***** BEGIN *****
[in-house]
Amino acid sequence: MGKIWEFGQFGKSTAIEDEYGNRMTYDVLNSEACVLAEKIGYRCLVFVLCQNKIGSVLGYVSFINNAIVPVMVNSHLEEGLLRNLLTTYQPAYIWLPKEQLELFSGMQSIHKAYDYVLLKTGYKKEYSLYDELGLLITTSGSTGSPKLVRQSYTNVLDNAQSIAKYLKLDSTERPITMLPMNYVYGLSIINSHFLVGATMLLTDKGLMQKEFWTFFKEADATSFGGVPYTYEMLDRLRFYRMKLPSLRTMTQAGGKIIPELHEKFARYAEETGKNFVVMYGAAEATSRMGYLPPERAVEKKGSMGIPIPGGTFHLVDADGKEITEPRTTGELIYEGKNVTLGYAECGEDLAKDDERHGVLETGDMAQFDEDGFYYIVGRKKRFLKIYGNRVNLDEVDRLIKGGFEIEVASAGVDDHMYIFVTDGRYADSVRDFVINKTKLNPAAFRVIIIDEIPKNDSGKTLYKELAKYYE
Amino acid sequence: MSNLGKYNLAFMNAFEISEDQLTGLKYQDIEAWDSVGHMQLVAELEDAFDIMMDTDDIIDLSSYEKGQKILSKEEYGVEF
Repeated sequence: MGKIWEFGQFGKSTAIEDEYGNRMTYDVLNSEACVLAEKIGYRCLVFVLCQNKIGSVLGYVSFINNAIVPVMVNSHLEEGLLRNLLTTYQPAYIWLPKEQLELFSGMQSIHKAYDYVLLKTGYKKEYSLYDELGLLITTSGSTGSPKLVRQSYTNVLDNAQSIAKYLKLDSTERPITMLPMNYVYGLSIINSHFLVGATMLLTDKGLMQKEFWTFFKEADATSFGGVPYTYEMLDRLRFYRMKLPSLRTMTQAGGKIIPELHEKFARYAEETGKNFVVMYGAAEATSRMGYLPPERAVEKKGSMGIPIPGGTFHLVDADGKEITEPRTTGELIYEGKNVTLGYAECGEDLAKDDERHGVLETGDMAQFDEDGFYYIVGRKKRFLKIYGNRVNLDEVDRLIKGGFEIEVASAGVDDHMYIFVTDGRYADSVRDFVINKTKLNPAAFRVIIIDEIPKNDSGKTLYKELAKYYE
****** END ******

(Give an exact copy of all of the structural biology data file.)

[in-house]
Amino acid sequence: MGKIWEFGQFGKSTAIEDEYGNRMTYDVLNSEACVLAEKIGYRCLVFVLCQNKIGSVLGYVSFINNAIVPVMVNSHLEEGLLRNLLTTYQPAYIWLPKEQLELFSGMQSIHKAYDYVLLKTGYKKEYSLYDELGLLITTSGSTGSPKLVRQSYTNVLDNAQSIAKYLKLDSTERPITMLPMNYVYGLSIINSHFLVGATMLLTDKGLMQKEFWTFFKEADATSFGGVPYTYEMLDRLRFYRMKLPSLRTMTQAGGKIIPELHEKFARYAEETGKNFVVMYGAAEATSRMGYLPPERAVEKKGSMGIPIPGGTFHLVDADGKEITEPRTTGELIYEGKNVTLGYAECGEDLAKDDERHGVLETGDMAQFDEDGFYYIVGRKKRFLKIYGNRVNLDEVDRLIKGGFEIEVASAGVDDHMYIFVTDGRYADSVRDFVINKTKLNPAAFRVIIIDEIPKNDSGKTLYKELAKYYE
Amino acid sequence: MSNLGKYNLAFMNAFEISEDQLTGLKYQDIEAWDSVGHMQLVAELEDAFDIMMDTDDIIDLSSYEKGQKILSKEEYGVEF
Repeated sequence: MGKIWEFGQFGKSTAIEDEYGNRMTYDVLNSEACVLAEKIGYRCLVFVLCQNKIGSVLGYVSFINNAIVPVMVNSHLEEGLLRNLLTTYQPAYIWLPKEQLELFSGMQSIHKAYDYVLLKTGYKKEYSLYDELGLLITTSGSTGSPKLVRQSYTNVLDNAQSIAKYLKLDSTERPITMLPMNYVYGLSIINSHFLVGATMLLTDKGLMQKEFWTFFKEADATSFGGVPYTYEMLDRLRFYRMKLPSLRTMTQAGGKIIPELHEKFARYAEETGKNFVVMYGAAEATSRMGYLPPERAVEKKGSMGIPIPGGTFHLVDADGKEITEPRTTGELIYEGKNVTLGYAECGEDLAKDDERHGVLETGDMAQFDEDGFYYIVGRKKRFLKIYGNRVNLDEVDRLIKGGFEIEVASAGVDDHMYIFVTDGRYADSVRDFVINKTKLNPAAFRVIIIDEIPKNDSGKTLYKELAKYYE